I read your October article entitled “Digitizing audio,” and have a question on the SNR formula for digital audio. We have two different audio levels (one very low and the other higher), and the quantization error is higher for the lower audio level. Should we associate the same discrete levels to both signals (increase the number of bits for the lower signal) in order to have the same SNR?
Also, in this case, does SNR refer to a reference audio level (i.e. a 0dBm test tone) or to the different audio levels (considering each audio level has the same discrete quantizing intervals)?
The analog-to-digital conversion is characterized by two inseparable processes: sampling and quantization.
The sampling process consists of a pulse amplitude modulation (PAM) process, where a sequence of pulses occurring at constant time intervals T=1/Fs (where Fs is the sampling frequency) modulated by the sampled signal. PAM is essentially a distortionless process as long as the sampling frequency is higher than twice the sampled frequency and no aliasing occurs. PAM results in a sequence of pulses whose amplitude is proportional to the sampled analog signal at the sampling instant.
The quantization is a pulse code modulation (PCM) process that helps represent the amplitudes of the successive samples of the analog waveform with binary integers. In this process, an infinite number of possible pulse amplitudes is reduced to a finite number of discrete levels, Q, according to the expression Q = 2n, where n is the number of bits per sample. This is a nonlinear process. It is essentially a sample-and-hold where the instantaneous approximate values, with an uncertainty of +/-Q/2, also called quantizing error or Qe, are held in memory until the next pulse arrives.
Depending on the original analog audio signal amplitude, Qe is perceived as noise or distortion and noise. With large signal amplitudes Qe has a random character and is perceived as noise. In digital systems the signal-to-noise ratio (SNR) is measured with respect to the highest possible digital signal level, known as 0dBFs or zero dB Full Scale. This noise is the result of the Qe so it exists only in the presence of an audio signal. As the level of the analog signal is decreased, the Qe becomes less random and the effect is a distorted representation of the analog audio signal.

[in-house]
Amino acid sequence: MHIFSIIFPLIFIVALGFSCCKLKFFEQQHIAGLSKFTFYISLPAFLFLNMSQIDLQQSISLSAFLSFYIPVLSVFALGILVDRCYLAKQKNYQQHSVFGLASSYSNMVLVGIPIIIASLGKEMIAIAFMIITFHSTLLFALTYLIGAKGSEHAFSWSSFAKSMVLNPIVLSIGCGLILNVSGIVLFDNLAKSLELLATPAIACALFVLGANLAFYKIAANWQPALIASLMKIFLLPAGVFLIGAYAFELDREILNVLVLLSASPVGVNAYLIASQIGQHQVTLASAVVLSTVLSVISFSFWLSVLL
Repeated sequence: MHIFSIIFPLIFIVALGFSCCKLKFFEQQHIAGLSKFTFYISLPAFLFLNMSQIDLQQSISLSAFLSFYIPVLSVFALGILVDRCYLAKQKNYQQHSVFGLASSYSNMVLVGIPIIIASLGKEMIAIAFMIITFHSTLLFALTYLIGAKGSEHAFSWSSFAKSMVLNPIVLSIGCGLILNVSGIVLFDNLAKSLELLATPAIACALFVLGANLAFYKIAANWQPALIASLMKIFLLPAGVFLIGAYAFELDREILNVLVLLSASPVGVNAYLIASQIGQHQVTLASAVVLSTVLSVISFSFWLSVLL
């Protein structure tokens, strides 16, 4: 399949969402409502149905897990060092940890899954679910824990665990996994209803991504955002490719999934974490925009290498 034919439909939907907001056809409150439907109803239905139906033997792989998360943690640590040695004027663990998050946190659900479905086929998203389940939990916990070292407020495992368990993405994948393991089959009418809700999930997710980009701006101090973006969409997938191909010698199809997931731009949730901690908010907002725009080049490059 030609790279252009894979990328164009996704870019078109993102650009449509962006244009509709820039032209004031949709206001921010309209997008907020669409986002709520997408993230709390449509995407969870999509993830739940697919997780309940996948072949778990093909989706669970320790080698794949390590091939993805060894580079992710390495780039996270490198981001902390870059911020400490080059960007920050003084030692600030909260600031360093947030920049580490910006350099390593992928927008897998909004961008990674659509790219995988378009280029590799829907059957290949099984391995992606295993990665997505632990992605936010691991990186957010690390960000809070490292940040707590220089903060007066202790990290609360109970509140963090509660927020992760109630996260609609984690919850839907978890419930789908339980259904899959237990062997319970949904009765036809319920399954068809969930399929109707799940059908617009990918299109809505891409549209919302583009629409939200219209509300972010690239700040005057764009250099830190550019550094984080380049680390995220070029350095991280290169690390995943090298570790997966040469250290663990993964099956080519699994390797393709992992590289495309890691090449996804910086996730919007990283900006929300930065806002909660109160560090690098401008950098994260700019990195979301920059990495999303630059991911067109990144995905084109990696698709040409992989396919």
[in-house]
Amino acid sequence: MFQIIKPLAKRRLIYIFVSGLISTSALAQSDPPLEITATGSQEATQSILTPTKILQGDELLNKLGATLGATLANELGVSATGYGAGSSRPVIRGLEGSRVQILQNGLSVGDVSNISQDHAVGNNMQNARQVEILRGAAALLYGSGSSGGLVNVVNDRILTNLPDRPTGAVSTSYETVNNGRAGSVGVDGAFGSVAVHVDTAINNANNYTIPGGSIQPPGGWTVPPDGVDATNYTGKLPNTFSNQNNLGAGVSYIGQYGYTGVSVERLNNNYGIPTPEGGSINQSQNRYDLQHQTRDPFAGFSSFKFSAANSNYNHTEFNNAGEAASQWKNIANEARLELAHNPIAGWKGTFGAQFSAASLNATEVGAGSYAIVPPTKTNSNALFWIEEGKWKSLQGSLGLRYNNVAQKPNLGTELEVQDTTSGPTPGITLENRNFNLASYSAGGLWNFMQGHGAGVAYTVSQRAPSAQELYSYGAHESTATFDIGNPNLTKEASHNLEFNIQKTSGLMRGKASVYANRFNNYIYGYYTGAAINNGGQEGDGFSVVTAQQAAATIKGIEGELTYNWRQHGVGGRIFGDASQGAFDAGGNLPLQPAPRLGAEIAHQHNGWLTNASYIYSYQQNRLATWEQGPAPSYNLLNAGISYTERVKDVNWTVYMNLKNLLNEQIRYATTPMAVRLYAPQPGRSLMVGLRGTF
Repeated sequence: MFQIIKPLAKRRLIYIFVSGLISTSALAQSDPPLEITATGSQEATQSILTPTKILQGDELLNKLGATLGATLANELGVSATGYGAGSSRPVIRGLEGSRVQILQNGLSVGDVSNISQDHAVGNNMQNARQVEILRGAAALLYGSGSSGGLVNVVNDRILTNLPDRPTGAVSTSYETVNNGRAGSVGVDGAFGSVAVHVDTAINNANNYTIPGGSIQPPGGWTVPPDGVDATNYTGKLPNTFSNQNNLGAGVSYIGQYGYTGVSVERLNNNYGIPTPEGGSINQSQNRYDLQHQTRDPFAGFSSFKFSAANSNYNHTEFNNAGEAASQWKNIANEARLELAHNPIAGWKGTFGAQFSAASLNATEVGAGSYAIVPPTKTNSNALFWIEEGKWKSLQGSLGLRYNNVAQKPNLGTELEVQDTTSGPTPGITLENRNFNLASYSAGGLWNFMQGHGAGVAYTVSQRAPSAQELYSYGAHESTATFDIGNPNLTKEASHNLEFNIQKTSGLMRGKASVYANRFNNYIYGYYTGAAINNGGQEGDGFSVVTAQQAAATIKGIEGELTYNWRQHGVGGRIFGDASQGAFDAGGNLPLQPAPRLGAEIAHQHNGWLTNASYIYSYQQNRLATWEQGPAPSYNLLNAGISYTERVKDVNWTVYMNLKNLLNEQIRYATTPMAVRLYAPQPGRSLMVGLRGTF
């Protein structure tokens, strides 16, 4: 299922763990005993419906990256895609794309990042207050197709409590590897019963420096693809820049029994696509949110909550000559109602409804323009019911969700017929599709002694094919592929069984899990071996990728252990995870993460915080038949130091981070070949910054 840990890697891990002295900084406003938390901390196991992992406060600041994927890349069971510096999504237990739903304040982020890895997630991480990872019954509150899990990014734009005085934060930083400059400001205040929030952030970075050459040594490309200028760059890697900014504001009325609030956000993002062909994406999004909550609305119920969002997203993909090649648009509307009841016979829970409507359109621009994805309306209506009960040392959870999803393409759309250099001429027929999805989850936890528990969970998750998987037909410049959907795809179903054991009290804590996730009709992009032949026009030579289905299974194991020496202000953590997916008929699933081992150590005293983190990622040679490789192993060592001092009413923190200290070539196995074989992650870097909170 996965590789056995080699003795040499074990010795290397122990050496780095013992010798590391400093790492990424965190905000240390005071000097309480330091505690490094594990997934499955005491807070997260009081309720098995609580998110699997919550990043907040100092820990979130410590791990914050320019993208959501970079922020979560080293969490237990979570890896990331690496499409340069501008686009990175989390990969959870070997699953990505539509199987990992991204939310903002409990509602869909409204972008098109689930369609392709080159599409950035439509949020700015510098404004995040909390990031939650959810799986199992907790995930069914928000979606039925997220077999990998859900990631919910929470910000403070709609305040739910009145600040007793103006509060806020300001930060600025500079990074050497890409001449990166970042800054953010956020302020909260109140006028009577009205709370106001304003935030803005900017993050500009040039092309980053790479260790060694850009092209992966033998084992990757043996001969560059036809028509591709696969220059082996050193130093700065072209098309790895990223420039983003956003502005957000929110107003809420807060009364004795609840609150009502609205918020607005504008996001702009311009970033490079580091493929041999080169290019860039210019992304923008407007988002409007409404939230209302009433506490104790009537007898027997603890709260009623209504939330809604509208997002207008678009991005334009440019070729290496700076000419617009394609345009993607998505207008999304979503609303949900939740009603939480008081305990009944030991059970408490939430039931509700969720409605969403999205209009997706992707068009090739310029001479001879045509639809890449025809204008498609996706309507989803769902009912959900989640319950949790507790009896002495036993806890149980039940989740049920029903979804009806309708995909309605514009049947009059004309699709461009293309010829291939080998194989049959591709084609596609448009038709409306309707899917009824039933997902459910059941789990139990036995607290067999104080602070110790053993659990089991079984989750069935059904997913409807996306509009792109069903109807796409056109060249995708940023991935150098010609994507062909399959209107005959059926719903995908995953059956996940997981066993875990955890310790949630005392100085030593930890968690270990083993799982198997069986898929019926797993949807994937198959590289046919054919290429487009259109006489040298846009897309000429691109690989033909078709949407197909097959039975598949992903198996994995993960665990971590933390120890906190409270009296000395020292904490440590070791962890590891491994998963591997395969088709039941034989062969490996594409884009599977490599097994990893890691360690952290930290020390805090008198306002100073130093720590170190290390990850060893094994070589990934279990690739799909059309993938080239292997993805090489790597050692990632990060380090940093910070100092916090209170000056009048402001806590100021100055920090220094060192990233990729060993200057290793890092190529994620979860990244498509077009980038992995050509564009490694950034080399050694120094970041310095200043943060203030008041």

I was wondering why we use only NTSC color bars now, instead of 100 percent color bars. Why do we have 100 percent color bars?
Michael Robin responds:
NTSC and PAL transmitters get overloaded with 100 percent colors bars; so, since the early years of color television, 75 percent color bars have been used, sometimes with the white bar level raised to 100 percent. Digital video equipment, including digital distribution networks and digital transmitters, can accept 100 percent color bars, so there is no problem. The problems appear when NTSC or PAL transmitters are fed with 100 percent color bars from a digital signal source. This raises a different question altogether: Why do we use color bars? In the good old days, color bars were transmitted shortly before the beginning of the daily transmission to allow the viewer to adjust the notoriously unstable NTSC receiver to obtain pleasing colors. To reduce the problems of program interchange, videotape recordings had a “leader” consisting of a 75 percent color bar signal to allow adjustment of Quad VTRs or, later, UMATIC and Betacam VTRs. With digital equipment the need to use a color bars signal is restricted to the adjustment of the A/D and D/A converters for maintenance purposes. So here one would use a 100 percent color bars signal, since the digital equipment is designed to carry 100 percent color bars. In the year 2003, I cannot see the need to transmit on-air color bars.
Q. What unique feature was introduced on the Ikegami DNS-11 and DNS-101 cameras at the 1995 NAB convention?
A. A removable hard disk storage module from Avid called the CamCutter.
James Allen, KTBC-TV
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